Megaretailer Wal-Mart has the highest return of this group since its inclusion. It has been No. 1 on the Fortune 500 list the past two years and in four of the past five years. Not everything it sells is made in China, and it employs more people than any other company in the United States. Its returns have been relatively flat over the past decade, but by other metrics, it compares favorably with competitors Amazon.com and Target. Throw in its potential for overseas growth, and it may finally be cheap enough to buy.
Meanwhile, 30 months later ...
Among the next group of companies to join the Dow was Home Depot, the quickly growing home-improvement retailer. From 1979 until it was added in 1999, the company had grown from three stores to 760 and today has more than 2,200. With chief competitor Lowe's closing stores to cut costs, Home Depot saw profits increase 14% in its last quarter, primarily because of improving same-store sales. When the housing market decides to rebound, Home Depot should return to what led Dow Jones to add it to its index more than a decade ago.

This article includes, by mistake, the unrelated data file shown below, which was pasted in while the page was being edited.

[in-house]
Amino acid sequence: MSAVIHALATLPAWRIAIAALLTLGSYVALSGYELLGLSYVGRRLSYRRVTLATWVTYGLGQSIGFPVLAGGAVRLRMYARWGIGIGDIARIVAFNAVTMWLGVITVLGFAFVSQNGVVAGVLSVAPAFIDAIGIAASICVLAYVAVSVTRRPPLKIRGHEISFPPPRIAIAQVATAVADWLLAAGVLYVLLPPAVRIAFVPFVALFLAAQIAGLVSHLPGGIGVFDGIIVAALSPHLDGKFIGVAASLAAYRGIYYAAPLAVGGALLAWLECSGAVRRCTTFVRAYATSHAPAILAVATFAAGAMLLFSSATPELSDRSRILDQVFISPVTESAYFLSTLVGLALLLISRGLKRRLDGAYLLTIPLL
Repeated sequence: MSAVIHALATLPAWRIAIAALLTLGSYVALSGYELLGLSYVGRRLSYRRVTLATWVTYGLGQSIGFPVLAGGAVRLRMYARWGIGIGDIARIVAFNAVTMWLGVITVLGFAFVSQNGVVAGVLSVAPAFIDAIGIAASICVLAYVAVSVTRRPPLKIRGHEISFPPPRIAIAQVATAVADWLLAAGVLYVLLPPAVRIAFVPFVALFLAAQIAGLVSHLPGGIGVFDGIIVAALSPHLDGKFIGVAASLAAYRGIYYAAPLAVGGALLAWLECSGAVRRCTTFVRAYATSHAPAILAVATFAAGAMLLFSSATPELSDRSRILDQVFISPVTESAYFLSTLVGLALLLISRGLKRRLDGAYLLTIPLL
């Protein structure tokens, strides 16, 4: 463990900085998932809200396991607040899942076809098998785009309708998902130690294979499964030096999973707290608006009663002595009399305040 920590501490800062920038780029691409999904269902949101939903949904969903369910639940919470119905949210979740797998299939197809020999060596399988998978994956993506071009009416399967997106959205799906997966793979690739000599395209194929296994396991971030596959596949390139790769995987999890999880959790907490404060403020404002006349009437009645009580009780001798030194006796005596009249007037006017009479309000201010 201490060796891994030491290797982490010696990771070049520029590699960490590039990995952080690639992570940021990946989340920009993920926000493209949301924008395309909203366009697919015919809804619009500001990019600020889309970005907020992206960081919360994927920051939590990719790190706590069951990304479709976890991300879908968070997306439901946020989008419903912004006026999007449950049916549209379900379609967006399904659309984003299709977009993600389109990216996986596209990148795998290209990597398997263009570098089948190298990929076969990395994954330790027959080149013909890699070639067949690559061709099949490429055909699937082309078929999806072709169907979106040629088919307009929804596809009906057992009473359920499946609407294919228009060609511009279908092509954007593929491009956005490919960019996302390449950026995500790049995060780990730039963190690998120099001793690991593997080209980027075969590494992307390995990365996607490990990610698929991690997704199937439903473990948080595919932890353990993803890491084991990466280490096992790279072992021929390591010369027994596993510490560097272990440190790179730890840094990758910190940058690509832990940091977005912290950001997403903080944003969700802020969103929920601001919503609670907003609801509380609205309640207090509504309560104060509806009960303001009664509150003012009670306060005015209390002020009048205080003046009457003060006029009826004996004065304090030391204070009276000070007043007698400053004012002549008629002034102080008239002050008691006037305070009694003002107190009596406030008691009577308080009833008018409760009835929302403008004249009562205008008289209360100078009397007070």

AT&T has been a name on the Dow for a long time, but we can trace its current origins to the addition of SBC Communications in 1999. The original American Telephone and Telegraph was added to the Dow in 1916, and it remained on the Dow until it was purchased by former "Baby Bell" SBC in 2005. SBC rebranded itself as AT&T after the purchase to capitalize on the popular name. Today, AT&T is the second largest provider of cell-phone service behind Verizon, as well as a leading provider of broadband Internet and digital television. It possesses the highest dividend on the Dow, one that looks very sustainable.
Throw in some tech giants, too
Computer-chip maker Intel joined Microsoft as the first Nasdaq stocks to be included in the Dow. It isn't hard to see why, as Intel is in a class of its own when it comes to making processing chips for various devices. In fact, most of its third-quarter earnings were from PCs, as opposed to tablets and smartphones, giving the company an opportunity to grow with these other devices. Throw in its impressive dividend, and it could be a great stock for the rest of your life.